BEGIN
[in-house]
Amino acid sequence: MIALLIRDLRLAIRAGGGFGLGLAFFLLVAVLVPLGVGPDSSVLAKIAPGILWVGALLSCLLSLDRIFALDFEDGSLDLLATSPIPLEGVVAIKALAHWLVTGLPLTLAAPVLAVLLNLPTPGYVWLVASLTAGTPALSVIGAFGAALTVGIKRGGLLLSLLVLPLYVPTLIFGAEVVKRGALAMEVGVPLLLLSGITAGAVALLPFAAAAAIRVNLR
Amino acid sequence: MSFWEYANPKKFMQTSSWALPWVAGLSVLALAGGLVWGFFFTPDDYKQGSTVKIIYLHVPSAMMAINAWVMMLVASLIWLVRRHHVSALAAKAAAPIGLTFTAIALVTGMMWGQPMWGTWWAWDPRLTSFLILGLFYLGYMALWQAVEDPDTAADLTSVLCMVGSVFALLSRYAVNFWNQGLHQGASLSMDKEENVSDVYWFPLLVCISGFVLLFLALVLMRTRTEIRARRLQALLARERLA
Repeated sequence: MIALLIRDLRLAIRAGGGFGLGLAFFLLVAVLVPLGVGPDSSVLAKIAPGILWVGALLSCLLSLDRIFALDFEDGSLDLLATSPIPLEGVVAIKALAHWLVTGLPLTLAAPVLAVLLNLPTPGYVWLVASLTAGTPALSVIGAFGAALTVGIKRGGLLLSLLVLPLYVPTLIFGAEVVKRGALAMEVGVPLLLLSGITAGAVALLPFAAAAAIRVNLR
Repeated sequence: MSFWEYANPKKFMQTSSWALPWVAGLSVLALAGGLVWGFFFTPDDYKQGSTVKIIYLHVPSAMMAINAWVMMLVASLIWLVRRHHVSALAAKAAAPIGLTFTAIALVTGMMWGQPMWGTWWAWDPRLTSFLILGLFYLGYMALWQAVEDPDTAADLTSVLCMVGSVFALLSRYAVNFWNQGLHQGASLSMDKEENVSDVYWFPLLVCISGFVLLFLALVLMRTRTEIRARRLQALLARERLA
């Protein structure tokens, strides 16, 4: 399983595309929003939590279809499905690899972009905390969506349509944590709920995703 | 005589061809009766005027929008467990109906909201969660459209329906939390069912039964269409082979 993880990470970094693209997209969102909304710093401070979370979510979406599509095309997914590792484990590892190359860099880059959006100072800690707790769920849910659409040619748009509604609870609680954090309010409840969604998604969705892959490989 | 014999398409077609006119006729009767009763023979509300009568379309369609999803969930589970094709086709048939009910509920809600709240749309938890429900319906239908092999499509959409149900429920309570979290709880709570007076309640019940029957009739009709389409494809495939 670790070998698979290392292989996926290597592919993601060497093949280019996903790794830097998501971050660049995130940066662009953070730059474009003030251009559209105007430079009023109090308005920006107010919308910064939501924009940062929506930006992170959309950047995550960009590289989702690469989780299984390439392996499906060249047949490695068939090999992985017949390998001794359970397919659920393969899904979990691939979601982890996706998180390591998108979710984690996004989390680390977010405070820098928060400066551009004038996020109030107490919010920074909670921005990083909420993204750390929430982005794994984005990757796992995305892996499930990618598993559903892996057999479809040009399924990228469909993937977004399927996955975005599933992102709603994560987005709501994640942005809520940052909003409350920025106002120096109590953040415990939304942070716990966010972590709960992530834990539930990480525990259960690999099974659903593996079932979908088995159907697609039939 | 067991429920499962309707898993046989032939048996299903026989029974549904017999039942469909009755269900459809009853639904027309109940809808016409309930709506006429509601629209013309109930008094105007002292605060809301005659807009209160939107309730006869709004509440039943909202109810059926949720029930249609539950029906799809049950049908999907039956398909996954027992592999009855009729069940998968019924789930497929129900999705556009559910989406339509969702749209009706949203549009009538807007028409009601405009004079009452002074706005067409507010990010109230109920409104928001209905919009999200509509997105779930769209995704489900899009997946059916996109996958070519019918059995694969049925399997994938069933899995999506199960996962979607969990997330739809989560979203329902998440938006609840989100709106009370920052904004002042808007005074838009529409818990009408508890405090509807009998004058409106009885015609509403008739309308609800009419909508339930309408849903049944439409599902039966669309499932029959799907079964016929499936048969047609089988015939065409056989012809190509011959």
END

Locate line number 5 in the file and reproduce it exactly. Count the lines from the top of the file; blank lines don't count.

Repeated sequence: MSFWEYANPKKFMQTSSWALPWVAGLSVLALAGGLVWGFFFTPDDYKQGSTVKIIYLHVPSAMMAINAWVMMLVASLIWLVRRHHVSALAAKAAAPIGLTFTAIALVTGMMWGQPMWGTWWAWDPRLTSFLILGLFYLGYMALWQAVEDPDTAADLTSVLCMVGSVFALLSRYAVNFWNQGLHQGASLSMDKEENVSDVYWFPLLVCISGFVLLFLALVLMRTRTEIRARRLQALLARERLA